Iron Chariots Wiki:Editing guidelines
From Iron Chariots Wiki
Revision as of 14:51, 28 February 2007 by Dcljr
Here are some do's and don'ts to get you started on creating articles here on Iron Chariots. The founders are novices at wiki editing, but these are some things we've learned.
- DO use Wikipedia as the gold standard. They've been at this a long time. When in doubt about style, try to find an entry similar to the one you're writing, and see how they do it.
- DON'T plagiarize Wikipedia... unless you really want to. In general, we should avoid making duplicate entries with Wikipedia. However, sometimes those pages have good information. So try to reword them if you have to borrow something, but it's not critical. Other good mines to plagiarize things from: dictionary.com; the official site of the subject that you're writing about.
- DO read our statement on the neutral point of view. It is not the same as Wikipedia's, but we do have standards.
Formatting and style
- DON'T use HTML code to emphasize text unless it's absolutely necessary. If all you want to do is write italic or bold text, the wiki markup looks like this: ''italic'' (double-apostrophes in front and behind), '''bold''' (triple) — and, when appropriate, '''''bold italic'''''.
- DO remember to check the "minor edit" box before you submit a typo fix or other small change. The rule of thumb is that if you don't change any information or organization in the article, it's a minor edit. Fixing many spelling and punctuation errors is minor. Fixing an error of fact, even a small one, is not minor.
- DO use the "Show preview" and "Show changes" buttons before committing a change.
- DO use "sentence style" capitalization (so-called "downstyle") on section headers (as is done on this page). That is, use a header like "Formatting and style", not "Formatting and Style".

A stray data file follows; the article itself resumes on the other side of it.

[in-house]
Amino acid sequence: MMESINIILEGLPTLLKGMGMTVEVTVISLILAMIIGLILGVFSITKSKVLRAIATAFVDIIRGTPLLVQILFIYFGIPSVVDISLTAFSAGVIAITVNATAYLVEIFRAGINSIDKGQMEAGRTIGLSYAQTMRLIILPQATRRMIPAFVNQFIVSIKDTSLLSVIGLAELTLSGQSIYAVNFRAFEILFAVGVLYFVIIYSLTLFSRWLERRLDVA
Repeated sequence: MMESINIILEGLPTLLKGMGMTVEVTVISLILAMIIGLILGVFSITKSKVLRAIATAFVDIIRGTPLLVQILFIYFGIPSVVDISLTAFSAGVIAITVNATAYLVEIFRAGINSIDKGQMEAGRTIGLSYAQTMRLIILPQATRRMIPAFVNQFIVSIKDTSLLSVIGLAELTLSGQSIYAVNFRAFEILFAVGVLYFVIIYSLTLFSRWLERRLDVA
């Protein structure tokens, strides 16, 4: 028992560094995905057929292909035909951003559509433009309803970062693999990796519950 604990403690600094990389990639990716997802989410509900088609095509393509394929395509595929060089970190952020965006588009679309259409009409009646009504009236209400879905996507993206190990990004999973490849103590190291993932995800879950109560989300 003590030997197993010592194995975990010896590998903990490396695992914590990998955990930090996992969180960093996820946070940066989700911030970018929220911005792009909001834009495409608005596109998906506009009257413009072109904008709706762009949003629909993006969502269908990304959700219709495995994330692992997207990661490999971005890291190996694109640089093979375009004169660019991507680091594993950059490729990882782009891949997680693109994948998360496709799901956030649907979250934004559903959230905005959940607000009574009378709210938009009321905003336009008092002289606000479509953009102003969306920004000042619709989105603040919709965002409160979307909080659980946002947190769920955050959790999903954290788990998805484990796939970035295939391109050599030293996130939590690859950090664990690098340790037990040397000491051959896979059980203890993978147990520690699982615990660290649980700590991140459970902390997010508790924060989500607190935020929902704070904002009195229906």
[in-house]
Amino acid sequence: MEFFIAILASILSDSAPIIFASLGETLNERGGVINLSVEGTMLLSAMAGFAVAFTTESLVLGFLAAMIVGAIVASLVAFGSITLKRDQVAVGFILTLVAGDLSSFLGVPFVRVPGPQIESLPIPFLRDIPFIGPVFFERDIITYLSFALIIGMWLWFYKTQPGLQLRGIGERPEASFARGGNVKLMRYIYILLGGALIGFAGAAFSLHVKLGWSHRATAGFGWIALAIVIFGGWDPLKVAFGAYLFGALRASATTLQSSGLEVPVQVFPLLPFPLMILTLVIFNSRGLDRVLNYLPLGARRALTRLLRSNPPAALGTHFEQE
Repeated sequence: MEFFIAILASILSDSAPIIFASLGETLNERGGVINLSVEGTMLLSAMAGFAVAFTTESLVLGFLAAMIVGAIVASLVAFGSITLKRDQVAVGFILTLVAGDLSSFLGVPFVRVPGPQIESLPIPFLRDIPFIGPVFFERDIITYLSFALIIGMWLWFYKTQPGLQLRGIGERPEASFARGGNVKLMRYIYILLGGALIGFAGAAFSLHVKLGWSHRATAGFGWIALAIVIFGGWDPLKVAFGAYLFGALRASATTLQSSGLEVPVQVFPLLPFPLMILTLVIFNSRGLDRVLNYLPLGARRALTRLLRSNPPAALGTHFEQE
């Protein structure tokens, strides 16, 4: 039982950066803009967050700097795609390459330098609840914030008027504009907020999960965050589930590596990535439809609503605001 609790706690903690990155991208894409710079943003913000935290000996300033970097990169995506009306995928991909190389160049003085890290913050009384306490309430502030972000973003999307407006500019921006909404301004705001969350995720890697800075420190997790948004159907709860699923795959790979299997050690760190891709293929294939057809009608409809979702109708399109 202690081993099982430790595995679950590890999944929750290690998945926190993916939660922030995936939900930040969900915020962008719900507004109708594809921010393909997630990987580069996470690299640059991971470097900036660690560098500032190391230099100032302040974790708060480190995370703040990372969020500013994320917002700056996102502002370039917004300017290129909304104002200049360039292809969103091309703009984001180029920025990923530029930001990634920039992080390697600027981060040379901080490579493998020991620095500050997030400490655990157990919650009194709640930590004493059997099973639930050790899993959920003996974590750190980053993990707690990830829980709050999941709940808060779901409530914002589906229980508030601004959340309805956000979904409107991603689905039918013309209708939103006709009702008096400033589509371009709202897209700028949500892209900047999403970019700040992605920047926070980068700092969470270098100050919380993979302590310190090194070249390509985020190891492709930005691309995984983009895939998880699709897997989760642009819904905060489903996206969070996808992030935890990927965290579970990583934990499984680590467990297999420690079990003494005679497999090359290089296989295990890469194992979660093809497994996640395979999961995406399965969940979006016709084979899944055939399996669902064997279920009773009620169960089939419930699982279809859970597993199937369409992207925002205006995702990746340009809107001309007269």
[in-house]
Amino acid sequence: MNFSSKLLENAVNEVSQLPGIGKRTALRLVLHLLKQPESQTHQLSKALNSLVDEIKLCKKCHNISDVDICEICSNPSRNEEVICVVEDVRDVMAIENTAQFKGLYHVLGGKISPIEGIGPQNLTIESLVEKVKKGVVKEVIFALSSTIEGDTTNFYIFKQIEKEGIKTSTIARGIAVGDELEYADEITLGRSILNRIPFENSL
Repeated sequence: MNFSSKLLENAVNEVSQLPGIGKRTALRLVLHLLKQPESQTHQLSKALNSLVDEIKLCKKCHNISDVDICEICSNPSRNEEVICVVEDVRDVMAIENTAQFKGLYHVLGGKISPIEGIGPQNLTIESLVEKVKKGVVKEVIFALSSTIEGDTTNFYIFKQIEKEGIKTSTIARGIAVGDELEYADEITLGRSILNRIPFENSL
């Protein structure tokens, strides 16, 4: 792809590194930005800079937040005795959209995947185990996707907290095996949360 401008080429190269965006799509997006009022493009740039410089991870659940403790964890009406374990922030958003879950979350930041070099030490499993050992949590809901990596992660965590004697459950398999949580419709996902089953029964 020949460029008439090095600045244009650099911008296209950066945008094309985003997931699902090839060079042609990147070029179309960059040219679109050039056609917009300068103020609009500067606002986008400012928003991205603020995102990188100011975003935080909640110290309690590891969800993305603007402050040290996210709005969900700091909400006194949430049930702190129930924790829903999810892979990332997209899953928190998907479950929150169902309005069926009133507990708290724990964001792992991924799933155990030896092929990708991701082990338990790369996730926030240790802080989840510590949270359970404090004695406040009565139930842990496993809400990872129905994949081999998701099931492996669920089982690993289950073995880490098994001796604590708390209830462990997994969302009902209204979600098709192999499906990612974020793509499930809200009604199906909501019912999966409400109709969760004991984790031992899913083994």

- DO make a [[link]] out of the first occurrence of every key word that has an article attached to it, or should in the future.
- DON'T link subsequent occurrences of that word. Example: "I don't hate [[God]]. God doesn't even exist." (The second time "God" is used, no link.)
- DO make redirection pages to link words that mean nearly the same thing as an existing entry. For instance: "Many [[apologists]] believe blah blah blah." Then follow the apologists link to edit that page and add this text: "#REDIRECT [[apologetics]]" (leave off the quotation marks). Of course, in this case the redirect is already in place.
- DON'T create "double redirects" (redirect pages pointing to other redirect pages). The MediaWiki software will not follow multiple (i.e., chained) redirects. Always check the redirect you just created to make sure it points to an actual article.
- DON'T create misleading links. It's occasionally okay to use this format: "[[evidence|standards of evidence]]". The text will show up as "standards of evidence", but the link goes to the article on "evidence", so the text differs from the link. In general, though, you should be sparing with this technique. If the words that you want to link are a subset of the words in the text, then you can reduce the link like this: "Standards of [[evidence]]". If the link is actually a synonym for the word displayed, consider setting up a #REDIRECT page so the link will happen automatically without using redirection within the text. If a redirection page doesn't make sense, maybe you don't really need to be making a link to the article you have in mind all. Or maybe you can work in a way to display the proper term elsewhere in your article, and make a regular link out of it. Remember, you only need to link a term once in each article.